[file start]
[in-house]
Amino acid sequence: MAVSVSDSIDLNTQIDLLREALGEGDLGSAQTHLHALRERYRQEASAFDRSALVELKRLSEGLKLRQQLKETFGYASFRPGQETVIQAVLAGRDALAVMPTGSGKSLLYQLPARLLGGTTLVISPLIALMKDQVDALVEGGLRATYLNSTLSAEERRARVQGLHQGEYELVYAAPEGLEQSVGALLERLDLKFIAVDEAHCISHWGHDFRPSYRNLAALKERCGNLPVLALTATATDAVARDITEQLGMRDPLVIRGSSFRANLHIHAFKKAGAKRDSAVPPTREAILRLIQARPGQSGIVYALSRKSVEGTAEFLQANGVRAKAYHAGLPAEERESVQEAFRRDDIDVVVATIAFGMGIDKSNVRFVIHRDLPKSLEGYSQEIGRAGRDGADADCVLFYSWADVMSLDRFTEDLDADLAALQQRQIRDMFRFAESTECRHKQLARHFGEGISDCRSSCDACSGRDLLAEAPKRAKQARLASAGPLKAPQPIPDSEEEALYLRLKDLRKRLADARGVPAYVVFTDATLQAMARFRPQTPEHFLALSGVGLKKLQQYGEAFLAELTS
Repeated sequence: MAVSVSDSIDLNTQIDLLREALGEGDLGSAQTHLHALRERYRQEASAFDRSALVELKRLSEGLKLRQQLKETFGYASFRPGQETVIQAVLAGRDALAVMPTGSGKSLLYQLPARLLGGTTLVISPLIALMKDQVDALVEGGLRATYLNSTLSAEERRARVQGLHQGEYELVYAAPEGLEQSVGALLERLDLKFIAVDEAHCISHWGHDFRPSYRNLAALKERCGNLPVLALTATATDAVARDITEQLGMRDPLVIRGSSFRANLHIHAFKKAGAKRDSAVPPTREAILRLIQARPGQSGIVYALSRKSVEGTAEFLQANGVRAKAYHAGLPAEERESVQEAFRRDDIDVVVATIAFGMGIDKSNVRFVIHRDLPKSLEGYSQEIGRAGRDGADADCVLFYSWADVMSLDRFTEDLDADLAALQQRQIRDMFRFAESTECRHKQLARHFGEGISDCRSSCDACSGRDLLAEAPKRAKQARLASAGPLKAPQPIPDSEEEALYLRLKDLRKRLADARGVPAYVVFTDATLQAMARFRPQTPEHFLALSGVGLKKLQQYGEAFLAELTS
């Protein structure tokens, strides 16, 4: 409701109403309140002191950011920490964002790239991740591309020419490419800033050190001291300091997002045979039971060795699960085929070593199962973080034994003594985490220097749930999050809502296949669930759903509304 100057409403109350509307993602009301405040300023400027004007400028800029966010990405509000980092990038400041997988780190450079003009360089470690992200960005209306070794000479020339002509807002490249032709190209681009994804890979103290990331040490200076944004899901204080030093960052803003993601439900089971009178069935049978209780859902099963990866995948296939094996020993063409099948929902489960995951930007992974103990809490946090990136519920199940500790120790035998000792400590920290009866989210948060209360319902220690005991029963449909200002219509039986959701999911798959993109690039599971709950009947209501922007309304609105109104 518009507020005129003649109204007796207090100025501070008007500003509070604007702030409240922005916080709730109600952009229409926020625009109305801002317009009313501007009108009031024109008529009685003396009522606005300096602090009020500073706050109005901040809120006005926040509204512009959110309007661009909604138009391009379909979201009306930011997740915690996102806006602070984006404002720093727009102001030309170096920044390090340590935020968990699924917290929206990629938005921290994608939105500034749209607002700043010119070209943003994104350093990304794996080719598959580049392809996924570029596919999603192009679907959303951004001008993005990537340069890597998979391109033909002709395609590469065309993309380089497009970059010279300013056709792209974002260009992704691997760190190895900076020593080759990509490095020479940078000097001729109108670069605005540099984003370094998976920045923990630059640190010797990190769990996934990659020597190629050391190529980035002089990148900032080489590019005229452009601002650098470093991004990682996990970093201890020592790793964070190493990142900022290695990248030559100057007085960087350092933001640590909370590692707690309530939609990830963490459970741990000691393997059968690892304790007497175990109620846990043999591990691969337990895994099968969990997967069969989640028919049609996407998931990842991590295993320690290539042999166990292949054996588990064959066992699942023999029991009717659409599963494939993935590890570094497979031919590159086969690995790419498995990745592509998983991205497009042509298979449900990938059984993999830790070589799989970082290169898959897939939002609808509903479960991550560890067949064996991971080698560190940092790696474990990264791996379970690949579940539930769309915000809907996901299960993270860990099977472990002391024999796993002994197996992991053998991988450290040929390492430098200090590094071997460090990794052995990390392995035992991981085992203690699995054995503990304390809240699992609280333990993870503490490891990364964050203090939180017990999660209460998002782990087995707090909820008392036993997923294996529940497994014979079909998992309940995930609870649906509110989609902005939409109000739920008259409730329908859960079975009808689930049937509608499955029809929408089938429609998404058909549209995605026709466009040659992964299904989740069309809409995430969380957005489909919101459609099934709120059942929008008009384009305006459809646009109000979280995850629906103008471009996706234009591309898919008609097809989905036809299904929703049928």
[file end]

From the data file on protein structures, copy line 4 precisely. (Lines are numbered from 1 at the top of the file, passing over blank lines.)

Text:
């Protein structure tokens, strides 16, 4: 409701109403309140002191950011920490964002790239991740591309020419490419800033050190001291300091997002045979039971060795699960085929070593199962973080034994003594985490220097749930999050809502296949669930759903509304 100057409403109350509307993602009301405040300023400027004007400028800029966010990405509000980092990038400041997988780190450079003009360089470690992200960005209306070794000479020339002509807002490249032709190209681009994804890979103290990331040490200076944004899901204080030093960052803003993601439900089971009178069935049978209780859902099963990866995948296939094996020993063409099948929902489960995951930007992974103990809490946090990136519920199940500790120790035998000792400590920290009866989210948060209360319902220690005991029963449909200002219509039986959701999911798959993109690039599971709950009947209501922007309304609105109104 518009507020005129003649109204007796207090100025501070008007500003509070604007702030409240922005916080709730109600952009229409926020625009109305801002317009009313501007009108009031024109008529009685003396009522606005300096602090009020500073706050109005901040809120006005926040509204512009959110309007661009909604138009391009379909979201009306930011997740915690996102806006602070984006404002720093727009102001030309170096920044390090340590935020968990699924917290929206990629938005921290994608939105500034749209607002700043010119070209943003994104350093990304794996080719598959580049392809996924570029596919999603192009679907959303951004001008993005990537340069890597998979391109033909002709395609590469065309993309380089497009970059010279300013056709792209974002260009992704691997760190190895900076020593080759990509490095020479940078000097001729109108670069605005540099984003370094998976920045923990630059640190010797990190769990996934990659020597190629050391190529980035002089990148900032080489590019005229452009601002650098470093991004990682996990970093201890020592790793964070190493990142900022290695990248030559100057007085960087350092933001640590909370590692707690309530939609990830963490459970741990000691393997059968690892304790007497175990109620846990043999591990691969337990895994099968969990997967069969989640028919049609996407998931990842991590295993320690290539042999166990292949054996588990064959066992699942023999029991009717659409599963494939993935590890570094497979031919590159086969690995790419498995990745592509998983991205497009042509298979449900990938059984993999830790070589799989970082290169898959897939939002609808509903479960991550560890067949064996991971080698560190940092790696474990990264791996379970690949579940539930769309915000809907996901299960993270860990099977472990002391024999796993002994197996992991053998991988450290040929390492430098200090590094071997460090990794052995990390392995035992991981085992203690699995054995503990304390809240699992609280333990993870503490490891990364964050203090939180017990999660209460998002782990087995707090909820008392036993997923294996529940497994014979079909998992309940995930609870649906509110989609902005939409109000739920008259409730329908859960079975009808689930049937509608499955029809929408089938429609998404058909549209995605026709466009040659992964299904989740069309809409995430969380957005489909919101459609099934709120059942929008008009384009305006459809646009109000979280995850629906103008471009996706234009591309898919008609097809989905036809299904929703049928």